It was a rarity in the era of US President Donald Trump – a diplomatic summit season in Asia where the iconoclast, late-night tweeting leader was not the one providing the high drama.
Within Washington’s think tank circles, there had been some bellyaching that the president’s decision to dispatch Mike Pence as a stand-in for him would hurt American diplomacy in the region – especially with China’s top leaders gracing these events.
But as Pence returned to the American capital on Sunday after visits to Japan, Singapore and Papua New Guinea, some observers here in Asia say the United States may actually have gained from Trump’s absence, as regional leaders who did not have to deal with his erratic behaviour instead focused their attention on the substance of Washington’s foreign policy.
There was some drama, of course, with the 21 Asia-Pacific Economic Cooperation (Apec) leaders gathered in Port Moresby on Sunday unable to issue a joint communiqué because of deep US-China divisions on trade.
But that was expected, and had little to do with Pence himself – who largely impressed in what one observer said was the “most substantive” diplomatic outing in Asia for an American leader in years.
Attending the two-day Apec summit and a separate forum with Association of Southeast Asian Nations (Asean) in Singapore earlier, the vice-president outlined in the most elaborate terms Trump’s “free and open Indo-Pacific strategy” – a plan for American engagement in the region that is widely viewed as an effort to galvanise its allies here to contain an increasingly assertive China.
The initiative includes a plan to counter China’s Belt and Road Initiative with a rival development financing effort involving the US, Australia and Japan.
In a speech on the sidelines of the Apec summit, he reassured the region that the US had no plans to scale back its presence in Asia, pointing out that the president’s “America First policy” was not an “America Alone policy”.
Pence’s outing contrasted with Trump’s own sojourn in Asia for the same series of summits last year.
The five-nation tour last November was at points cringeworthy, as the carefully scripted White House messaging was derailed by Trump’s outlandish tweets on Hillary Clinton, Kim Jong-un and the Russian investigations.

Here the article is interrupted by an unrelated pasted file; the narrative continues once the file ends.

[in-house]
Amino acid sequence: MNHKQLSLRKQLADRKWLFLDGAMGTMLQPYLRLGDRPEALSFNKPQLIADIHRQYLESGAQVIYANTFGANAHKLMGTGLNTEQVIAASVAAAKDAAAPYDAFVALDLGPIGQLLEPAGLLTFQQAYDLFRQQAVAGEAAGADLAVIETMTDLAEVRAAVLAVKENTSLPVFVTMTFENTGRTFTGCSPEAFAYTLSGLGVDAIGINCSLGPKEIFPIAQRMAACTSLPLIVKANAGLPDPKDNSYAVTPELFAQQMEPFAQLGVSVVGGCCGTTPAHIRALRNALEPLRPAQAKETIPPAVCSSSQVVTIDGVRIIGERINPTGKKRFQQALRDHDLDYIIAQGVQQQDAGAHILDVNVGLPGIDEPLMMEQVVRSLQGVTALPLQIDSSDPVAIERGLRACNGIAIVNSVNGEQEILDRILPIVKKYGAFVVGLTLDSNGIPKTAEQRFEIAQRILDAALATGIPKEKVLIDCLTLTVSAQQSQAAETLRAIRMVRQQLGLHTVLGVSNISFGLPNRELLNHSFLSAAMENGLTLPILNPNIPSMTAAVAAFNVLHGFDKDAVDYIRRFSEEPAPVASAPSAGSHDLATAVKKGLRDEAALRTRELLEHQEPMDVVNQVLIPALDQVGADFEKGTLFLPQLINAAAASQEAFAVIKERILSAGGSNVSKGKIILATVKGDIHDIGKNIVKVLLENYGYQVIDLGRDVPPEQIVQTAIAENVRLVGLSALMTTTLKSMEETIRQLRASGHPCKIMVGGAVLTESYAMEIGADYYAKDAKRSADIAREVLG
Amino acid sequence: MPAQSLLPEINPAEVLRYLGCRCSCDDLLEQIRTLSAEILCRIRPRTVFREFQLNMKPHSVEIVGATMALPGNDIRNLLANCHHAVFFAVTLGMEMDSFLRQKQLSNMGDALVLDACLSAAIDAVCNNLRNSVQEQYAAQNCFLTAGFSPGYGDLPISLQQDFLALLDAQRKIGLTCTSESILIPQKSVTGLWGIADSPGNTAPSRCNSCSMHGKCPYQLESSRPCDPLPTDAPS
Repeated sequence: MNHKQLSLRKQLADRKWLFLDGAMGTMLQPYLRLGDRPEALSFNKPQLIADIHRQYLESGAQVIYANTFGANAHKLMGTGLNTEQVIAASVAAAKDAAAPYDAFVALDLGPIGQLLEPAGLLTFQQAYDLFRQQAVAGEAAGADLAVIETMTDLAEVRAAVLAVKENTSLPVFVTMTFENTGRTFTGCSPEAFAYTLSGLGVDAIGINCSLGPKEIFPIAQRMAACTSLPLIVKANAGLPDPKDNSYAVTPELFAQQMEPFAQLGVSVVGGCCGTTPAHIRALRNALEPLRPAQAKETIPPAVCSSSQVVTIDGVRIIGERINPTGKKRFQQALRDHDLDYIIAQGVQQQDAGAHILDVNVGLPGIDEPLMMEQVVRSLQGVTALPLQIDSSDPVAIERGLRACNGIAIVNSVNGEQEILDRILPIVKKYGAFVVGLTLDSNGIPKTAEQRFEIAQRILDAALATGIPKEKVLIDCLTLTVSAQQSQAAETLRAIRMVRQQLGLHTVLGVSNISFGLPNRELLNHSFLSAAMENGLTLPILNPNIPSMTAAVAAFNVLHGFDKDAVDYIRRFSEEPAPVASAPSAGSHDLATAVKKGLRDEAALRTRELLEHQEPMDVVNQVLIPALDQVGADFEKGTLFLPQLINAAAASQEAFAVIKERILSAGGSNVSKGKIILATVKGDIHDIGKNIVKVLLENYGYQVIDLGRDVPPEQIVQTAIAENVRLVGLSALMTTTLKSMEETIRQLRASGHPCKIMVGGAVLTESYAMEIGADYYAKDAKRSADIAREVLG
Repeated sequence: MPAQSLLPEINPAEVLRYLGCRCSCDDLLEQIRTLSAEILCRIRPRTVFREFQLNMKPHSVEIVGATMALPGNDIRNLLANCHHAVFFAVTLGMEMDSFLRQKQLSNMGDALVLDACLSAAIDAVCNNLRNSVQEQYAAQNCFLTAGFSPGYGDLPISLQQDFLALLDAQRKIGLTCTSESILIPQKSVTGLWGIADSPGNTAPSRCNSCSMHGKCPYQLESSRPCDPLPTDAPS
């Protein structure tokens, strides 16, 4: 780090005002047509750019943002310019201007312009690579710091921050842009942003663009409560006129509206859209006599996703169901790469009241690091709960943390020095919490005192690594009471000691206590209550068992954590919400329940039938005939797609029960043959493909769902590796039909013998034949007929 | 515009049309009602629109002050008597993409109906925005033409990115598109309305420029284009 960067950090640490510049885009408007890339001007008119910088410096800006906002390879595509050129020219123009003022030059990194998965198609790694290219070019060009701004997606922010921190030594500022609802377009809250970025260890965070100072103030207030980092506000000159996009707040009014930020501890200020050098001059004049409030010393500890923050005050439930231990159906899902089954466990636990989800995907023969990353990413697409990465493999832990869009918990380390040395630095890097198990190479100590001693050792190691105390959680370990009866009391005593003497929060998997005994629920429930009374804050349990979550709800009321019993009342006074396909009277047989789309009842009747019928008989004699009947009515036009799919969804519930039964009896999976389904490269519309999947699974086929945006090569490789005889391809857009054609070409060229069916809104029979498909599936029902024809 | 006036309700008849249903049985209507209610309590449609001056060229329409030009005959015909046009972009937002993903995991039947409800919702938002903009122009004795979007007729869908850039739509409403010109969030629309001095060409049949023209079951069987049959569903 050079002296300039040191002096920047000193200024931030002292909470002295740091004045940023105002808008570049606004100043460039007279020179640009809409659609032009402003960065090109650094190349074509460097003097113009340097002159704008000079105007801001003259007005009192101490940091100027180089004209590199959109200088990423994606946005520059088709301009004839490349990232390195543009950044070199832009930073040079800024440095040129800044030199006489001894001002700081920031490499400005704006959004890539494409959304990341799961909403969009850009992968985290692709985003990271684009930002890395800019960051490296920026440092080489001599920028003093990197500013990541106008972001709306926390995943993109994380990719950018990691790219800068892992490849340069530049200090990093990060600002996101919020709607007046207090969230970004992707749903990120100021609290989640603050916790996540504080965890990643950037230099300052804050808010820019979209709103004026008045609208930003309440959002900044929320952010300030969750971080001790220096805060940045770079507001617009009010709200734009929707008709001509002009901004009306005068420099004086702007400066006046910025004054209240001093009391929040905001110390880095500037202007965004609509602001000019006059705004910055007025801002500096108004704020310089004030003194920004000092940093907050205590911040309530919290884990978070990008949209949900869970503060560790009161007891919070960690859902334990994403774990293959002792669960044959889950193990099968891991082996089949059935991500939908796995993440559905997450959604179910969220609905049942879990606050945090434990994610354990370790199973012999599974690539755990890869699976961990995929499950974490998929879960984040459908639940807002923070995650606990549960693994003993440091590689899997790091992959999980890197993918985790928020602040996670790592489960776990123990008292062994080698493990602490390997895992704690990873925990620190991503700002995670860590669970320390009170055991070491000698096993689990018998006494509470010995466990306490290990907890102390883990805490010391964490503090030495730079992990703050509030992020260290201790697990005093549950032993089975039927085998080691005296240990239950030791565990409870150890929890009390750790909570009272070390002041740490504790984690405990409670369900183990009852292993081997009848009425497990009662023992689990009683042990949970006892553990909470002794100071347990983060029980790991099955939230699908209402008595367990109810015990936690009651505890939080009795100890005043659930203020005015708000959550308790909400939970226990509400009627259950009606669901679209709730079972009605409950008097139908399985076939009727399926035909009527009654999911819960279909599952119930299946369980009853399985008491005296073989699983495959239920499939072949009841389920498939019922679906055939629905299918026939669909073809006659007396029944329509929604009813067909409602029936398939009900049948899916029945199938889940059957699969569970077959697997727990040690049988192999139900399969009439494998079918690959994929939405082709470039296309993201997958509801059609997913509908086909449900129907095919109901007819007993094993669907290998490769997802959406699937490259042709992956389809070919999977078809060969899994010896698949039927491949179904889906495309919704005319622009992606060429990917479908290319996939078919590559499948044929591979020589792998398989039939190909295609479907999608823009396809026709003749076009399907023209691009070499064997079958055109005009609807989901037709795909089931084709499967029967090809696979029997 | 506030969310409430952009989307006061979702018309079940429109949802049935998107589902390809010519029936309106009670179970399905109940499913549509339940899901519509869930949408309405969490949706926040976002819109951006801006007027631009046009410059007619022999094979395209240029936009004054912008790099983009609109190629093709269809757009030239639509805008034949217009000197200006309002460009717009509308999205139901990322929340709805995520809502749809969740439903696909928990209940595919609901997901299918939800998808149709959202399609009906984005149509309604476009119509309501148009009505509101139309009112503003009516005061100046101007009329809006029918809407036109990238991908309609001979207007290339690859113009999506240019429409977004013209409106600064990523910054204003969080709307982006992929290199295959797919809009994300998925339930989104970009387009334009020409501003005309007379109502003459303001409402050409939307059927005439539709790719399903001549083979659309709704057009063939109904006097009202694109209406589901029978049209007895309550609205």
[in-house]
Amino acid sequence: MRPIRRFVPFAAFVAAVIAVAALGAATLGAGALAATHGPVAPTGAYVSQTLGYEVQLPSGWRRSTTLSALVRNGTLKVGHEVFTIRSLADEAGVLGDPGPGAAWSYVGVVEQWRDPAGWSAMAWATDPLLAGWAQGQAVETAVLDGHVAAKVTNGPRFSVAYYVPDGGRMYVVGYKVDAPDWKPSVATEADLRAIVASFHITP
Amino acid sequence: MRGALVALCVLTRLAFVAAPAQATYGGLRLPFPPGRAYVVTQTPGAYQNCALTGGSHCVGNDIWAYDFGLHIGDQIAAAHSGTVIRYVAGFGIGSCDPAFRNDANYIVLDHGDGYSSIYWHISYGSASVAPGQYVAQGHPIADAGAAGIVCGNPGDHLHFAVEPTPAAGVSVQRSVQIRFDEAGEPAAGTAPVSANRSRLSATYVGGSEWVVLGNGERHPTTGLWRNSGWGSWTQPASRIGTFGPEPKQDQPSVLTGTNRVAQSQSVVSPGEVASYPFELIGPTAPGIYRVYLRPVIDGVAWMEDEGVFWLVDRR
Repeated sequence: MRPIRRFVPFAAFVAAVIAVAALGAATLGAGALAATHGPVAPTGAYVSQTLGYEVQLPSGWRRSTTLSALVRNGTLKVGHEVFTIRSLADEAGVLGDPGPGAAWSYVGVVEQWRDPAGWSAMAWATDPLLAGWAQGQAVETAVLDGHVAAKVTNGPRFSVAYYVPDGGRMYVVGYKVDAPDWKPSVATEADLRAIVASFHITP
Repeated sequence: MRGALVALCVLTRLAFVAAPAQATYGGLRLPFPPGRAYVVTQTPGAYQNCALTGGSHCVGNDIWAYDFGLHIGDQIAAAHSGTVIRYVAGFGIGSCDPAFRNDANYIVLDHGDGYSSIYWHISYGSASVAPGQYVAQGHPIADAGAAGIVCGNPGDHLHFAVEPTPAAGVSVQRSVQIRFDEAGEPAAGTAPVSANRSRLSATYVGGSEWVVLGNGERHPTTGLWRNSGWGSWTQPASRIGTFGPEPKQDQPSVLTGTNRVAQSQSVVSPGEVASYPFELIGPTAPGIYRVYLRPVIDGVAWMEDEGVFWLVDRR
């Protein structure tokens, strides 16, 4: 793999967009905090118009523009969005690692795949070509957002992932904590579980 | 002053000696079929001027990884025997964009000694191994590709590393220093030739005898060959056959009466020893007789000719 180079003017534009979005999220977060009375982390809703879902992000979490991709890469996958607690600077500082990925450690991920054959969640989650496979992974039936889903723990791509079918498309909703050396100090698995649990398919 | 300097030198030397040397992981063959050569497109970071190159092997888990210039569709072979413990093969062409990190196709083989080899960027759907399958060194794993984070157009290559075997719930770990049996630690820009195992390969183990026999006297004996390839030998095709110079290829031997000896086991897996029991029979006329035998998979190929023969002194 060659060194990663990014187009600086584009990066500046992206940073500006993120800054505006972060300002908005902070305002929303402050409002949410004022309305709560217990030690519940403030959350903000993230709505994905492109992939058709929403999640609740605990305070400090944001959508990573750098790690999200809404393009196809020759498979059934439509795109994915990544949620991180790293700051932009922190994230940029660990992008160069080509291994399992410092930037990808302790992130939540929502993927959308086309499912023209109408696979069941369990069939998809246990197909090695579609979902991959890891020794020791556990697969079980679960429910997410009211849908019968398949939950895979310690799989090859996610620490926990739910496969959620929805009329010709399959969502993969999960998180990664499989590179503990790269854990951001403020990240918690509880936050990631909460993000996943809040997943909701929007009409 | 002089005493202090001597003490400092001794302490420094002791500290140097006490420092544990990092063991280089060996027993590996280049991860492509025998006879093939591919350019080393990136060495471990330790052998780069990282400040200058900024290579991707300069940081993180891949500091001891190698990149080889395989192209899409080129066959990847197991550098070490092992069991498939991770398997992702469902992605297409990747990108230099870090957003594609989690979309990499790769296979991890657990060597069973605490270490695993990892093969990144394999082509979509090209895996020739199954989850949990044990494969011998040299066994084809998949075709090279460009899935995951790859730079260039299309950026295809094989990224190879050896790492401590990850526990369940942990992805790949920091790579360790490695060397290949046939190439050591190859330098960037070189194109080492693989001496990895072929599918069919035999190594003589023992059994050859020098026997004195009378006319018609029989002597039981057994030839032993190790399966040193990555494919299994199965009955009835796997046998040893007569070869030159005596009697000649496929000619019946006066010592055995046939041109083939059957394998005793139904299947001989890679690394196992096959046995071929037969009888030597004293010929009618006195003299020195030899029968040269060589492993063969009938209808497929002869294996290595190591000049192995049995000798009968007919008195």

“This has been the most substantive summit for an American principal since President Barack Obama’s 2011 trip to Australia and Indonesia, when he announced the pivot,” said Aaron Connelly, a Singapore-based researcher with the International Institute for Strategic Studies.
The “pivot” was Obama’s flagship Asia policy, involving the US military moving a bulk of its assets to the Pacific from the Atlantic and the Middle East.
Said Connelly: “If Trump had been here, the 4am tweets and America First remarks would have been a distraction from that substance. Just look at his trip to Europe last week.”
Others say in hindsight, the Washington commentariat may have been superficial in viewing presidential attendance at the Asian summits as a litmus test of American commitment to Asia.
“Personal and direct presidential attention is usually a rough indicator, or proxy, for how important a relationship is to a country at the top official levels,” said Chong Ja Ian, a researcher on regional foreign policy at the National University of Singapore.
“However, it’s a limited proxy. Having concrete policies and deliverables may be more important,” Chong added.
Scrutinising “top-level US attention” may have become a convention after the tenures of George W. Bush, who gained a reputation for “Asia skipping”, and Obama, who was a near-permanent presence at the regional summits, he said.
But in the case of Trump, his absence “helped focus minds on the issues rather than other, less critical issues and drama”, the Singaporean academic said.
Still, State Department officials should hold off on popping the champagne just yet.
Ashley Townshend from the University of Sydney’s United States Studies Centre said there remained “questions over the sufficiency of the United States’ stepped-up contributions to the region”.
In competing for influence in Asia, the US is up against big-spending China, which is utilising its large foreign currency reserves to offer countries cheap development financing.
America’s argument is the alternative it will offer, along with Australia and Japan, will not come with the “opaque” terms of Chinese loans.
Pence during the trip warned countries in the region against accepting debt “that could compromise your sovereignty”. While he touted the American-led alternative, he did not provide details on its scale.
Said Townshend: “There are still significant gaps in the allocation of resources to support [America’s] Indo-Pacific strategy.”
“These are especially visible in development assistance, foreign military financing, support for multilateral trade architecture, climate change action and regional security assistance.”
Chong, the Singaporean professor, said Chinese President Xi Jinping’s decision to trek to far-flung Papua New Guinea for Apec meanwhile signalled that Beijing viewed the region as a high priority amid the ongoing trade war between the two major powers.
Regardless of whether their leaders turn up at summits, the bigger question for the region may be whether it may be forced to take sides sooner rather than later, he said.
Said Chong: “There is likely to be more Washington-Beijing friction. Not choosing sides, even if it remains the relatively most preferable option for many Asean and regional countries, is likely to see diminishing returns under such conditions.”